“Our ability to ensure the highest level of safety and responsibility in the world depends in large part on the ability of the industry to internalize the need for a robust safety culture,” noted U.S. Bureau of Safety and Environmental Enforcement (BSEE) Director, James A. Watson, in his April 30 address to the Offshore Technology Conference (OTC) held in Houston, TX. “[It also depends on the ability] to understand that safety does not simply mean doing things right when the BSEE inspector is on board. It means operating safely at all levels, at all times. It is the responsibility of everyone in this room to help instill that culture into their organizations.”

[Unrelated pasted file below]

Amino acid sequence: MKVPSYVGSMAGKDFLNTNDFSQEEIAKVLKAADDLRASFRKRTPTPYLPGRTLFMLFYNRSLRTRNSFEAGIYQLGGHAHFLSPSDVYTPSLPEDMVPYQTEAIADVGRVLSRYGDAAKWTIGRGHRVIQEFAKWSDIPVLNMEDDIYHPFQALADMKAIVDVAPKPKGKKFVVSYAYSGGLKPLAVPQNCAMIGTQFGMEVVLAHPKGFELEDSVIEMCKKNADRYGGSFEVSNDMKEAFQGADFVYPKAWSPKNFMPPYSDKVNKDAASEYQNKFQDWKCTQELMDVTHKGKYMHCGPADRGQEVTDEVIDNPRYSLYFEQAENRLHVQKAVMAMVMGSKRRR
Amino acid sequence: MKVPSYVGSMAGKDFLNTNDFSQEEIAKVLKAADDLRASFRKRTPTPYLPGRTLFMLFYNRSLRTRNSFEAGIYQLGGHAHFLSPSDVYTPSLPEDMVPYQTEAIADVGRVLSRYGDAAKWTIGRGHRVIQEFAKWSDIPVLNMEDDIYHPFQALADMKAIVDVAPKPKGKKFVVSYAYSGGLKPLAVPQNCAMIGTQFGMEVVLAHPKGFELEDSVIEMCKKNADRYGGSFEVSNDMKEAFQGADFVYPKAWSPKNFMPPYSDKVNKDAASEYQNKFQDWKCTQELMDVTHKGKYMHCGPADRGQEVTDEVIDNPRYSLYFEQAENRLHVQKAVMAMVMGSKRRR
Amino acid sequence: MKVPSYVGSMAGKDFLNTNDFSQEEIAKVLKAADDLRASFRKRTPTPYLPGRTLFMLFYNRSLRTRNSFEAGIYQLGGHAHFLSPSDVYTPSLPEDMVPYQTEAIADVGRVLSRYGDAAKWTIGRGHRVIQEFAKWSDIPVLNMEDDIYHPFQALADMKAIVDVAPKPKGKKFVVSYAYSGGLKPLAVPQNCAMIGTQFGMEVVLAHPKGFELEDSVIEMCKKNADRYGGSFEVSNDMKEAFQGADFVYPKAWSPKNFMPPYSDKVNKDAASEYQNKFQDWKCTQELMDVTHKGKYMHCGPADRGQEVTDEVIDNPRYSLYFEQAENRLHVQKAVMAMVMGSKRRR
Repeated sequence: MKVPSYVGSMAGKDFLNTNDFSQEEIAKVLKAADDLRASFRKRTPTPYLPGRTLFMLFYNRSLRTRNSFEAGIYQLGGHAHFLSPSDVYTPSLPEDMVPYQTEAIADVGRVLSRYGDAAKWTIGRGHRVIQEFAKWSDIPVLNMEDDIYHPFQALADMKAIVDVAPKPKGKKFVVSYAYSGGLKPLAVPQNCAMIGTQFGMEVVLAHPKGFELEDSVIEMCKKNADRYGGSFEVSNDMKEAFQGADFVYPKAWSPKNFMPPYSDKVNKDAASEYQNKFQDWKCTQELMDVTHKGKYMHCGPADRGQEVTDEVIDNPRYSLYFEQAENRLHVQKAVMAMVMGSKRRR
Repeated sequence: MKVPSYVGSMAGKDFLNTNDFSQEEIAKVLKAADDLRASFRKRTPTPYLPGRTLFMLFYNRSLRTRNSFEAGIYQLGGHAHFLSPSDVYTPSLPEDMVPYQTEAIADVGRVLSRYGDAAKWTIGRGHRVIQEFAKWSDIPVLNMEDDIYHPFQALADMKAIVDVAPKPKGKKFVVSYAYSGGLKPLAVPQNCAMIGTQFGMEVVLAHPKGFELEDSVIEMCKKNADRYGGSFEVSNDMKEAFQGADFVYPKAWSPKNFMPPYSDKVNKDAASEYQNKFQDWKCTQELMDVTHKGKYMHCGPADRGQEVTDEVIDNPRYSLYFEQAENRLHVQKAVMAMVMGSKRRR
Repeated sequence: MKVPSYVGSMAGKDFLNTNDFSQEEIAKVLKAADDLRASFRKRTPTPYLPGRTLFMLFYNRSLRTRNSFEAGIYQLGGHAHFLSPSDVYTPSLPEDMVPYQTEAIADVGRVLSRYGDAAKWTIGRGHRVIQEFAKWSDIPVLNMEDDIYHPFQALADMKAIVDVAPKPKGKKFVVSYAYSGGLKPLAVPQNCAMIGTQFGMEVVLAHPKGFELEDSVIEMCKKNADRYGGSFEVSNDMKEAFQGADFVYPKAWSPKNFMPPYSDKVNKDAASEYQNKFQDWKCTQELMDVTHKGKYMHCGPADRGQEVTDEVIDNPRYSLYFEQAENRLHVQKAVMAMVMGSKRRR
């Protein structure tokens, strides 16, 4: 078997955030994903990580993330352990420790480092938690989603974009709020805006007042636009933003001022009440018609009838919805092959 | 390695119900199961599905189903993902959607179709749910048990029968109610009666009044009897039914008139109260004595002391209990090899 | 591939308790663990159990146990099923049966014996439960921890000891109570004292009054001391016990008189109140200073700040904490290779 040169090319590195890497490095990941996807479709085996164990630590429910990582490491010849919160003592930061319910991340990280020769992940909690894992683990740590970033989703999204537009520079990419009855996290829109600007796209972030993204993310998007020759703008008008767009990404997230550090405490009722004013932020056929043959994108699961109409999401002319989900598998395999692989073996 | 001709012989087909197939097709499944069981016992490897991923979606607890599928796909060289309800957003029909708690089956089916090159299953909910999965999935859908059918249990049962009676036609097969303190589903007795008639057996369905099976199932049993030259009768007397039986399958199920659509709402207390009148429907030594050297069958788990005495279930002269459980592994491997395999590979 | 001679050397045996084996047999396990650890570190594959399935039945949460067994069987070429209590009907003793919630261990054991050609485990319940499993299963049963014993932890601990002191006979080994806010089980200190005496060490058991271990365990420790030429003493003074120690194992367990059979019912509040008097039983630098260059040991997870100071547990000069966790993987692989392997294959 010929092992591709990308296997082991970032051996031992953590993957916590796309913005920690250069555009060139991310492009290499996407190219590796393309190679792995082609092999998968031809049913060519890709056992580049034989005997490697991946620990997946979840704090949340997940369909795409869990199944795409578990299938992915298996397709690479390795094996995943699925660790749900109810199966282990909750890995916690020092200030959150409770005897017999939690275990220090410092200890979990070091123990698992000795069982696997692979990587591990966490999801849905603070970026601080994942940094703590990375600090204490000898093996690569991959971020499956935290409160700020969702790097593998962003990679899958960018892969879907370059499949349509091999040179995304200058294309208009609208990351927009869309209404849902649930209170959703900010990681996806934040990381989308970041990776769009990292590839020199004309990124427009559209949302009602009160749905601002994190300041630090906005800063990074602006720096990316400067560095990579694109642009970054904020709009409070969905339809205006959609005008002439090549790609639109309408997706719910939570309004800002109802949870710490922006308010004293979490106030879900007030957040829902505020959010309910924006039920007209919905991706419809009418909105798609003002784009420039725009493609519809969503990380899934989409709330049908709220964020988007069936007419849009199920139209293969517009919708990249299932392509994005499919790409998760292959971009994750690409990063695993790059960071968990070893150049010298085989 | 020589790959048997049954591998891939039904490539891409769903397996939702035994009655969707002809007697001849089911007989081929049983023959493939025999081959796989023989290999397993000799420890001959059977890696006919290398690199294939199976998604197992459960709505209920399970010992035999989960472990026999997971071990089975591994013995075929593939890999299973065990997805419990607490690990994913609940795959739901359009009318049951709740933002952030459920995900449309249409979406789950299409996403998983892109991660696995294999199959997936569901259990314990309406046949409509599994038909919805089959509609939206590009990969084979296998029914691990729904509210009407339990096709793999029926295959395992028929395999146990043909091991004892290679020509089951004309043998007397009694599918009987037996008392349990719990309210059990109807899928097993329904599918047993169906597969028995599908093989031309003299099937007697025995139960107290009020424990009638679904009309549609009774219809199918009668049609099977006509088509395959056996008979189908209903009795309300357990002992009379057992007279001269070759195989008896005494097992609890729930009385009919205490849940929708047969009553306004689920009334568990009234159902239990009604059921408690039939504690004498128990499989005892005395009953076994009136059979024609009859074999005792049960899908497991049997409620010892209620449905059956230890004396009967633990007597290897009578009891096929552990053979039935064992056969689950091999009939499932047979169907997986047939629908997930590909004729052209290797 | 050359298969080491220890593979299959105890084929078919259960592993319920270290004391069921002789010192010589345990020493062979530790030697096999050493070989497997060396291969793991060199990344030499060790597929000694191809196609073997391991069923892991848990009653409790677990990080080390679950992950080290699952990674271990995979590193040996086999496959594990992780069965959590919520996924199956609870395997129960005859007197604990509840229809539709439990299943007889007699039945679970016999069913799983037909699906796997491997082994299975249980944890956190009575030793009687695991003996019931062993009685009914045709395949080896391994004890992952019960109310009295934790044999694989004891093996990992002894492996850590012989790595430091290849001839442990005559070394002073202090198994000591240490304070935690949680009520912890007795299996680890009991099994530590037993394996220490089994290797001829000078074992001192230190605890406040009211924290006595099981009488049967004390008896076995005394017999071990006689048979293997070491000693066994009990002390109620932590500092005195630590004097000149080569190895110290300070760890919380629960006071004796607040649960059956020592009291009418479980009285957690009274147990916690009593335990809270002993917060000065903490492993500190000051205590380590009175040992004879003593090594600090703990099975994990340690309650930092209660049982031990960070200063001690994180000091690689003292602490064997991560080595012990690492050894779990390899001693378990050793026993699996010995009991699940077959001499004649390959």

In his address, Watson makes special reference to the Deepwater Horizon explosion that occurred just two years ago, and the aggressive regulatory reforms that resulted from that incident.
Unfortunately (but predictably), Watson’s address focuses mostly on legislation and compliance as the path to a “safety culture.” But while compliance is indeed a necessary foundation of any safety culture, it neither creates nor results in a “culture” on its own. That requires a different way of thinking about safety, adoption of safety as a core value, and a different way of “internalizing” safety–not as a compliance regulation we follow and enforce, but as a belief and culture we lead.
Watson comes close to this with his reference to an “internalized” safety culture that must be “instilled” by the members of his audience, but then misses the opportunity to explain how that’s accomplished outside of mere compliance.
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